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The Times/UK

Concern Mounts Over US Predator Covert Killings

Tom Baldwin in Washington

This file handout from the US Department of Defense (DoD) shows an unmanned Predator surveillance plane during a simulated Navy reconnaissance flight. The US has taken the unprecedented step of sharing with Islamabad surveillance data collected by drones flying along over Pakistan, according to the top US military officer. (AFP/DoD-HO/File)

The CIA is said to have carried out at least 16 Predator strikes in Pakistan during the first four months of this year. America has stepped up the covert targeted killing policy in Pakistan and Afghanistan despite the concern of security experts about its effectiveness and complaints by human rights groups about civilian casualties.

The CIA is said to have carried out at least 16 Predator strikes in Pakistan during the first four months of this year, compared with 36 strikes in the whole of 2008. These have killed about 161 people since President Obama's inauguration, according to news reports in Pakistan.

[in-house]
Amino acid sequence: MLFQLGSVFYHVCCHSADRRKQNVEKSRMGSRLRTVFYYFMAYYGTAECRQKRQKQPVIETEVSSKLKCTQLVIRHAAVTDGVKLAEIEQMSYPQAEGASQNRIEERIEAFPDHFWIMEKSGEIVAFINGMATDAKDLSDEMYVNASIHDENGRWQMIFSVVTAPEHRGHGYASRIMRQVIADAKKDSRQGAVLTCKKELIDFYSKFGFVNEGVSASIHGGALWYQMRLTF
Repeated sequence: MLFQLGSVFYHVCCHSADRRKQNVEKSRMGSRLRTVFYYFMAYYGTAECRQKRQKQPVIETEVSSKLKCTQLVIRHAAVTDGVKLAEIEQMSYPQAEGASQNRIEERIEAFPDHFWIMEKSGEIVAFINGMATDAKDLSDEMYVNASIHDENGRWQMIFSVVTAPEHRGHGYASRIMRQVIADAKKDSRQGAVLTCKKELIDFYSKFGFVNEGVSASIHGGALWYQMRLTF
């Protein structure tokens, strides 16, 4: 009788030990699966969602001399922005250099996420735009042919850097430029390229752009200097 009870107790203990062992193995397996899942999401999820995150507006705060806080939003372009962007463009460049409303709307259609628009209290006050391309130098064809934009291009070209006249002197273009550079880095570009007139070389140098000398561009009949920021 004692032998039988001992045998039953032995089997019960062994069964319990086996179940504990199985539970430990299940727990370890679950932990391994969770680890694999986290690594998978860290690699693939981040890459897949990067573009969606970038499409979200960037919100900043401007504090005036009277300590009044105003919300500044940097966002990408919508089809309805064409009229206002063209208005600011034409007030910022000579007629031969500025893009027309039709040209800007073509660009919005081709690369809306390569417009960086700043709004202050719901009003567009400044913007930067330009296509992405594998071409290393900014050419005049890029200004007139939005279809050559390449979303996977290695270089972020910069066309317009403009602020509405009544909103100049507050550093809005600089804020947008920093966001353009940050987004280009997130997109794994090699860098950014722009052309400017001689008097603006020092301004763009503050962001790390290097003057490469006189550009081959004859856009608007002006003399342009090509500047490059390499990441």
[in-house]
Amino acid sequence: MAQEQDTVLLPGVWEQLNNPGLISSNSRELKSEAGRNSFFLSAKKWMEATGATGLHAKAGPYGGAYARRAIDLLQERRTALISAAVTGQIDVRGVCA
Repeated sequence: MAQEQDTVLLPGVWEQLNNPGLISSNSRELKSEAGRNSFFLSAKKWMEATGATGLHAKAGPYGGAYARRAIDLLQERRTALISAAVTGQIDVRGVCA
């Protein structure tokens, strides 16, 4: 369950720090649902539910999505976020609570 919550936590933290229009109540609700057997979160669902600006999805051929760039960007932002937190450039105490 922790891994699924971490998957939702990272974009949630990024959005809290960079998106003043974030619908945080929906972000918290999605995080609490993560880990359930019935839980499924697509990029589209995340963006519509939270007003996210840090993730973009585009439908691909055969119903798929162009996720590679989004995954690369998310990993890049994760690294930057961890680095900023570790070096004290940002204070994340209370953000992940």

David Kilcullen, who was the chief counter-terrorism adviser to Condoleezza Rice, the former Secretary of State, has said that the programme should be scrapped. "Since 2006 we've killed 14 senior al-Qaeda leaders using drone strikes; in the same time period we've killed 700 Pakistani civilians in the same area. The drone strikes are highly unpopular." he said. "The current path that we are on is leading us to the loss of Pakistani Government control over its own population."

Leon Panetta, the CIA director, said: "Serious pressures have been brought to bear on al-Qaeda's leaders in Pakistan's tribal areas. There is ample evidence that our strategy is in fact working. We do not expect to let up on that strategy." Asked about Mr Kilcullen's comments, he suggested that sometimes civilian deaths from other operations including less precise F-16 jet strikes are blamed on the drones.

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